Muslim-gifts (Hiba)

These are governed by the rules of Muslim Personal Law. The only essential requirements are declaration, acceptance and delivery of possession. Registration is not necessary irrespective of the value of the gift. In case of a gift of immovable property worth more than Rupees 100, Registration under Section 17 of the Indian Registration Act is must, as it is applicable to Muslims as well. For a gift to be Hiba only the donor is required to be Muslim, the religion of the donee is irrelevant.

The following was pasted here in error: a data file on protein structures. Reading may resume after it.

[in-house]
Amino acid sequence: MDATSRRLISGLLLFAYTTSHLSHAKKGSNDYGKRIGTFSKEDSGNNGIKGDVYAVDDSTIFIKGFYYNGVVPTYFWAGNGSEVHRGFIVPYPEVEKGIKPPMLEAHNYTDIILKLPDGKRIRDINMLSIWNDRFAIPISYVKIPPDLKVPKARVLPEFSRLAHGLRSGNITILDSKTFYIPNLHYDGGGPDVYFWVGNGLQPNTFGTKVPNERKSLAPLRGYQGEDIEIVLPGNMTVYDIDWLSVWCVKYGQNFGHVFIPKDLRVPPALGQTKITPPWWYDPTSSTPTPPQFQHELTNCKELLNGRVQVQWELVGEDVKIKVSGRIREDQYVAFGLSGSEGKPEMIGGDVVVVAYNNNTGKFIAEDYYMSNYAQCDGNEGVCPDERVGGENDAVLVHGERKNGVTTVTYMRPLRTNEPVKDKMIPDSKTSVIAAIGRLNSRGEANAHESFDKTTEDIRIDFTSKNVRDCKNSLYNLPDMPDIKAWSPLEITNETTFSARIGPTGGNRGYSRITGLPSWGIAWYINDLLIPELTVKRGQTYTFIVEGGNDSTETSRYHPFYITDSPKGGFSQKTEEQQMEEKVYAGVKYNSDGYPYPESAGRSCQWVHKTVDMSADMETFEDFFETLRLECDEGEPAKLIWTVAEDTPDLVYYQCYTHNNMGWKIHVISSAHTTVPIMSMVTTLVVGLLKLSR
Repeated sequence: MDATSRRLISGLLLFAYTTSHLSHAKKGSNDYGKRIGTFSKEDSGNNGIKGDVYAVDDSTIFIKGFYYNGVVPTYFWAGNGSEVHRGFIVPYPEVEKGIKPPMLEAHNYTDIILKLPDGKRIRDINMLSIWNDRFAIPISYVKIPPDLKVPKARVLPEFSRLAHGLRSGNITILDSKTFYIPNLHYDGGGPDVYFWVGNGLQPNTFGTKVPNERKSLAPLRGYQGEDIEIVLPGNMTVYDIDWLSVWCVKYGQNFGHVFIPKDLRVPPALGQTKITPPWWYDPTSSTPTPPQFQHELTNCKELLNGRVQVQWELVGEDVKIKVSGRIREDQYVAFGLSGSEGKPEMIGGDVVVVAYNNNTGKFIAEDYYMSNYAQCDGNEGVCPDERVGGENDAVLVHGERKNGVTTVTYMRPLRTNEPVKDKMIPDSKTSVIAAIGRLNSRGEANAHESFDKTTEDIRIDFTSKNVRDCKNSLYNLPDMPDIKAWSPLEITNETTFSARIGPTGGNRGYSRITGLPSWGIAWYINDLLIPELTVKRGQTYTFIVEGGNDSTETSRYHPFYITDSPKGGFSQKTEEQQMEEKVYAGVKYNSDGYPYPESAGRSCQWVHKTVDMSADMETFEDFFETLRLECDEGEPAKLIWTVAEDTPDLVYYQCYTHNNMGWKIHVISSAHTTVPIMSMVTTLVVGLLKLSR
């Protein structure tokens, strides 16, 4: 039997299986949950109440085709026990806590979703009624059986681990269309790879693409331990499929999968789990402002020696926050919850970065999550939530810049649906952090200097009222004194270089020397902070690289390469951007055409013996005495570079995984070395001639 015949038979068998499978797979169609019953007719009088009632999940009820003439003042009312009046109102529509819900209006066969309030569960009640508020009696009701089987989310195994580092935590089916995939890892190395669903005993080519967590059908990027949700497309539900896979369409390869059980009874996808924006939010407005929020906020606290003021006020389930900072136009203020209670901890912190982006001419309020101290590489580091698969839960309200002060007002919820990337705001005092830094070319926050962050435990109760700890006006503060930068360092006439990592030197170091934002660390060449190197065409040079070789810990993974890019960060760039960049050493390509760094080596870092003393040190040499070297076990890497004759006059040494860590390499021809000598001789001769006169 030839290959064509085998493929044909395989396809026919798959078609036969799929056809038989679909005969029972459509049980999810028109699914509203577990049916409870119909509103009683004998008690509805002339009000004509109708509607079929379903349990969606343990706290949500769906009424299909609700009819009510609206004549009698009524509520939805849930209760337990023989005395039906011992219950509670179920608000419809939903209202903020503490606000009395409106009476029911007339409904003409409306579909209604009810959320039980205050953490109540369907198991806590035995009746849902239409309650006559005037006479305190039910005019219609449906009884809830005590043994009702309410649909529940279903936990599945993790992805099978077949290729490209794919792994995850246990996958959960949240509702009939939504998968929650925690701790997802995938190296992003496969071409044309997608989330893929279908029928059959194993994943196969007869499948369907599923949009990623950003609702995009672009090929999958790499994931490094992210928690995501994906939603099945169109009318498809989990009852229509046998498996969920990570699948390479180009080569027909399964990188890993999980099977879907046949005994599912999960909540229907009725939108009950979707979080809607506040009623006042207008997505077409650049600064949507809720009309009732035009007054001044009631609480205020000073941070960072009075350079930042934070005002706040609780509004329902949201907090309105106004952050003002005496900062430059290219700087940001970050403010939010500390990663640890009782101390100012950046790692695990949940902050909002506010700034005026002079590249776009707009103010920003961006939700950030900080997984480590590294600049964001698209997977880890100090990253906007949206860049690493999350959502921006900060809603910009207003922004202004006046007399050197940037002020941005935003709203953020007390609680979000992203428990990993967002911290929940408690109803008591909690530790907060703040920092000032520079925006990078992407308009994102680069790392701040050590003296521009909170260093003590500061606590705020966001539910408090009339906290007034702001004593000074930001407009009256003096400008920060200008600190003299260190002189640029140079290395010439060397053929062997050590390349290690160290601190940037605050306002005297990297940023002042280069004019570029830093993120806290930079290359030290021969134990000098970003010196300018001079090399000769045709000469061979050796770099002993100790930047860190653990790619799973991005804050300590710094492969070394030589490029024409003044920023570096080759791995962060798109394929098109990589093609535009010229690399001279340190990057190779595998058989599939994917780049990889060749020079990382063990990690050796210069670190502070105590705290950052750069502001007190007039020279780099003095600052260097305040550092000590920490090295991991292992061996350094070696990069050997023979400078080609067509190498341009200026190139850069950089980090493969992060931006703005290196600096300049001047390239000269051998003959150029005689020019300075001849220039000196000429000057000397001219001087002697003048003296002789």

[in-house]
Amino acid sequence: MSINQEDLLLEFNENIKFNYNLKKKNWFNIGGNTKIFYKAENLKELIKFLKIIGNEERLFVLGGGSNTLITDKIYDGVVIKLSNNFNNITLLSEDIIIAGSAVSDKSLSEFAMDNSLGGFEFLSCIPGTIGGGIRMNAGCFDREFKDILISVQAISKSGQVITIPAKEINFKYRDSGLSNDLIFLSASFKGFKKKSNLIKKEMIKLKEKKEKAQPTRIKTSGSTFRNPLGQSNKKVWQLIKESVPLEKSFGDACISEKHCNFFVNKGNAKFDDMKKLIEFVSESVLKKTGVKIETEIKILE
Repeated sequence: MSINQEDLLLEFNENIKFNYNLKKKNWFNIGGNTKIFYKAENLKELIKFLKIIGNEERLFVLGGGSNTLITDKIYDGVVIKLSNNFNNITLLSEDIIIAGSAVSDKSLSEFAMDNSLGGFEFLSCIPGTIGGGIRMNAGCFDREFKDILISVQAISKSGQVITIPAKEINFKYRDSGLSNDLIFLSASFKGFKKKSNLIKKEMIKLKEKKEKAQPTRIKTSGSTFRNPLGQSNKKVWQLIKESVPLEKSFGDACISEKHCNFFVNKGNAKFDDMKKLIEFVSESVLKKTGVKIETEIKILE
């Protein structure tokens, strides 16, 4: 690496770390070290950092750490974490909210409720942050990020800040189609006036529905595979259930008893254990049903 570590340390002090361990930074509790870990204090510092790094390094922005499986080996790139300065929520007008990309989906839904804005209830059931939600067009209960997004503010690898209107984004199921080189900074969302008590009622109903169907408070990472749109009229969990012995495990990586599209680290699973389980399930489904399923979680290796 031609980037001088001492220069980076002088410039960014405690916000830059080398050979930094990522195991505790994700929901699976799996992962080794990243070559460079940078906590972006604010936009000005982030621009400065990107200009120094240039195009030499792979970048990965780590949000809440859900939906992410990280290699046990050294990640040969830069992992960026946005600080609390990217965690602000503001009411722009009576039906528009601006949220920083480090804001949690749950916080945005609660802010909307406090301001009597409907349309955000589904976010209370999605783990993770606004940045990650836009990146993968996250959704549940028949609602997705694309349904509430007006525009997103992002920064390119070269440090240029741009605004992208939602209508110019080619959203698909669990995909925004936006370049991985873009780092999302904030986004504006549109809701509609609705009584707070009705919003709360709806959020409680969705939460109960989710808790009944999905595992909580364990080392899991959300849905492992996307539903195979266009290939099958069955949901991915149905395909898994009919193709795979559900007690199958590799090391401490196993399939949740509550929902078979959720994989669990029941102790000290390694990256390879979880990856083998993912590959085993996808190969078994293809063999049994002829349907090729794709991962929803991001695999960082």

To constitute a transfer as a gift it must follow the provisions of the Transfer of Property Act. This Act extensively defines the gift itself and the circumstances of the transfer of such a gift. The gift, being a transfer of the ownership rights, must be in possession and ownership of the transferee and must be existing at the time of making the transfer. The transferor must be competent to make such transfer but the transferee may be any person. In case the transferee is incompetent to contract, the acceptance of gift must be ratified by a competent person on his/her behalf. Gift of future property is void. Partial acceptance of prosperous gifts and rejection of onerous gifts is not valid either. The acceptance of a gift entails the acceptance of the benefits as well as the liabilities coupled with such a gift. A gift may be revoked only by a mutual agreement on a condition by the donor and the donee, or by rescinding the contract pertaining to such gift. The Donations mortis causa and Hiba are the only two kinds of gifts which do not follow the provisions of the Transfer of Property Act.